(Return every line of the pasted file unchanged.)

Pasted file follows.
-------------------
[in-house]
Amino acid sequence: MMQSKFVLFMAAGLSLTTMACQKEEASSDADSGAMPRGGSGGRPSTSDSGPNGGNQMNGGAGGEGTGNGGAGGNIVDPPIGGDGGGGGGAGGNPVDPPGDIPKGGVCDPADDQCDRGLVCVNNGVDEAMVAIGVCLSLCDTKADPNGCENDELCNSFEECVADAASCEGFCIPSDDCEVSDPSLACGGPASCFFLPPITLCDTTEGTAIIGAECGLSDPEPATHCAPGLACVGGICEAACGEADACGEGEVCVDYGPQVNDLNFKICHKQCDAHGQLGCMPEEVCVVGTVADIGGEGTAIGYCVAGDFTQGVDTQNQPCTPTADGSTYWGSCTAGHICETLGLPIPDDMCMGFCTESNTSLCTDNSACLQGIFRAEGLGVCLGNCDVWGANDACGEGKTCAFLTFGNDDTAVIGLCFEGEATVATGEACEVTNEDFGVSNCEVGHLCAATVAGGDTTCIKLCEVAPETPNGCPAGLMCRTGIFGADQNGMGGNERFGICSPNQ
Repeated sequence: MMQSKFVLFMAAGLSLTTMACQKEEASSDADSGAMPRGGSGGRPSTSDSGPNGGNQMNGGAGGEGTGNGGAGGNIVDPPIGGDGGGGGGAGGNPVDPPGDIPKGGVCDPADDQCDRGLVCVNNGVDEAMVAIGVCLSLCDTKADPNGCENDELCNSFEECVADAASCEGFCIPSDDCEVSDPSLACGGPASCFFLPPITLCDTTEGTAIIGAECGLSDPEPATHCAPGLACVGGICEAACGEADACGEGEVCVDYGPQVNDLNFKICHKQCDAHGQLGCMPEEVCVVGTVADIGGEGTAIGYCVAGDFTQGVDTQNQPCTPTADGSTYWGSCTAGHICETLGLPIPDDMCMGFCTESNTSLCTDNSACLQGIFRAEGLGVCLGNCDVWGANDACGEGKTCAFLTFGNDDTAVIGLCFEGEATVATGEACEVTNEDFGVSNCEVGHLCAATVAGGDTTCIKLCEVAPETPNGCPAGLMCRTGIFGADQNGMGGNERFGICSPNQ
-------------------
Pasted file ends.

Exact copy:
[in-house]
Amino acid sequence: MMQSKFVLFMAAGLSLTTMACQKEEASSDADSGAMPRGGSGGRPSTSDSGPNGGNQMNGGAGGEGTGNGGAGGNIVDPPIGGDGGGGGGAGGNPVDPPGDIPKGGVCDPADDQCDRGLVCVNNGVDEAMVAIGVCLSLCDTKADPNGCENDELCNSFEECVADAASCEGFCIPSDDCEVSDPSLACGGPASCFFLPPITLCDTTEGTAIIGAECGLSDPEPATHCAPGLACVGGICEAACGEADACGEGEVCVDYGPQVNDLNFKICHKQCDAHGQLGCMPEEVCVVGTVADIGGEGTAIGYCVAGDFTQGVDTQNQPCTPTADGSTYWGSCTAGHICETLGLPIPDDMCMGFCTESNTSLCTDNSACLQGIFRAEGLGVCLGNCDVWGANDACGEGKTCAFLTFGNDDTAVIGLCFEGEATVATGEACEVTNEDFGVSNCEVGHLCAATVAGGDTTCIKLCEVAPETPNGCPAGLMCRTGIFGADQNGMGGNERFGICSPNQ
Repeated sequence: MMQSKFVLFMAAGLSLTTMACQKEEASSDADSGAMPRGGSGGRPSTSDSGPNGGNQMNGGAGGEGTGNGGAGGNIVDPPIGGDGGGGGGAGGNPVDPPGDIPKGGVCDPADDQCDRGLVCVNNGVDEAMVAIGVCLSLCDTKADPNGCENDELCNSFEECVADAASCEGFCIPSDDCEVSDPSLACGGPASCFFLPPITLCDTTEGTAIIGAECGLSDPEPATHCAPGLACVGGICEAACGEADACGEGEVCVDYGPQVNDLNFKICHKQCDAHGQLGCMPEEVCVVGTVADIGGEGTAIGYCVAGDFTQGVDTQNQPCTPTADGSTYWGSCTAGHICETLGLPIPDDMCMGFCTESNTSLCTDNSACLQGIFRAEGLGVCLGNCDVWGANDACGEGKTCAFLTFGNDDTAVIGLCFEGEATVATGEACEVTNEDFGVSNCEVGHLCAATVAGGDTTCIKLCEVAPETPNGCPAGLMCRTGIFGADQNGMGGNERFGICSPNQ